Dell example for category membership
consumers know that Dell produces computers but they may not be certain whether Dell computers are in a class with IBM of Compaq. Need to reinforce category membership in this case.
Ways to convey brand’s Category Membership
-benefits are used to announce category membership
ex. industrial motors might claim to have power (shows they have these properties)
Points of Parity
benefits that imply category membership
Attributes and Image role in Category Membership
ex. electronic device might be positioned as a computer by emphasizing that it has memory, a monitor, a keyboard, and can be used for electronic mail

ex. beer advertising varying the age of the drinker and the place in which consumption occurs influences whether the brand is competing in super-premium, premium, or price category

When image is used to create membership…
a brand membership is often used to create a point of difference

ex. 7UP is positioned as a soft drink by its occasions of use. It is distinguished from other soft drinks by the fact that it is colorless in appearance and it has a tart taste (implys the benefit superior thirst quenching)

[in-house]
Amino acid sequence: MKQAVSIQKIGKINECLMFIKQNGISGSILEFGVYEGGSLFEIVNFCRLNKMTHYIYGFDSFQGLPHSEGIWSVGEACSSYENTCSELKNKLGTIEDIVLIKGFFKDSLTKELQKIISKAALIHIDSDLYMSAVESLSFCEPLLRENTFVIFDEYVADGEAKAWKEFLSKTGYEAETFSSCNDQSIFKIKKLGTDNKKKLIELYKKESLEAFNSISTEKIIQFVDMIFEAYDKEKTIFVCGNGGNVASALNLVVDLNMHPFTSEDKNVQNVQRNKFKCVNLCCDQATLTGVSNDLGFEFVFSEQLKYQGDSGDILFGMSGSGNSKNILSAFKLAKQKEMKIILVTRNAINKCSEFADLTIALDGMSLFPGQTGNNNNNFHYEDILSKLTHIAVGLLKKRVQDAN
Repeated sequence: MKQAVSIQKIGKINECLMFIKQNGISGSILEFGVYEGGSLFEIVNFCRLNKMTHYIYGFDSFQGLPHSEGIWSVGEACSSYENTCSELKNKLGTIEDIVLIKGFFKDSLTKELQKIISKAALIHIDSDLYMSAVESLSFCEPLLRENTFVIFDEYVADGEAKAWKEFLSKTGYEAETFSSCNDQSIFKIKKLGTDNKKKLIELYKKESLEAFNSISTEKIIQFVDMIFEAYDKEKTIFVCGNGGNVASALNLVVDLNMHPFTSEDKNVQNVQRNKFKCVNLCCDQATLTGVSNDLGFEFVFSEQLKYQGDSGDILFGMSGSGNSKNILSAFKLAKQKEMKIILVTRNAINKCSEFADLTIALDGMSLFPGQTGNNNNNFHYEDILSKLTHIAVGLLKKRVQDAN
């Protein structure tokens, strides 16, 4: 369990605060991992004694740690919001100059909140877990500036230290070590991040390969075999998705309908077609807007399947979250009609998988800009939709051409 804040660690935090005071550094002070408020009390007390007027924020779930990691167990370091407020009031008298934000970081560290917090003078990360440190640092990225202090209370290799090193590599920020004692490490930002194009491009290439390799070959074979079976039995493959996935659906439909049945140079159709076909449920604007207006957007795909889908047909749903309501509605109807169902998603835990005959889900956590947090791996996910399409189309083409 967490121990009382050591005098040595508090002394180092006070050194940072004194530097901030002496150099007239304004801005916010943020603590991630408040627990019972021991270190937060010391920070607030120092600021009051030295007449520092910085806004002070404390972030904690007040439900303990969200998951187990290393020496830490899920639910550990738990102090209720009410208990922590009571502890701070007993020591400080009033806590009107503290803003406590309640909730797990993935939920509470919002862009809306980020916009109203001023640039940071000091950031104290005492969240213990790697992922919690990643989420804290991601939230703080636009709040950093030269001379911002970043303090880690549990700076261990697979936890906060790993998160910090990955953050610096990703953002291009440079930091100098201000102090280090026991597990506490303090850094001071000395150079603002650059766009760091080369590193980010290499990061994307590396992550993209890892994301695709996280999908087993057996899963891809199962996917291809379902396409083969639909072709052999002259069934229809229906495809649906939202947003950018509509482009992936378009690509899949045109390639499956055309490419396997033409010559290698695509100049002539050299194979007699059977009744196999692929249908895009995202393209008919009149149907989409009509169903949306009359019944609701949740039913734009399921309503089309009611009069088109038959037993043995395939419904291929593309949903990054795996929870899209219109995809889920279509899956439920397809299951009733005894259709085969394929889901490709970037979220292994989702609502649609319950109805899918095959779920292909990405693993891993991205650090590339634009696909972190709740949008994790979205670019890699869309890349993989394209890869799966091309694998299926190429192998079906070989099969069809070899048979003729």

Exemplars
also used to specify a brand’s category membership

ex. Subaru advertising compared the brand to Volvo not because they compete for the same customers but to make Subaru look like a safe car
ex. Calvin Klein (before he got big) would compare himself as a great American designer by associating with Calvin Klein/already established brands

What is the preferred approach to positioning?
1. inform consumers of a brand’s membership before stating its point of difference in relation to other category members
2. consumers need to know what a product is and what function it serves before they can assess whether it dominates the brands against which it competes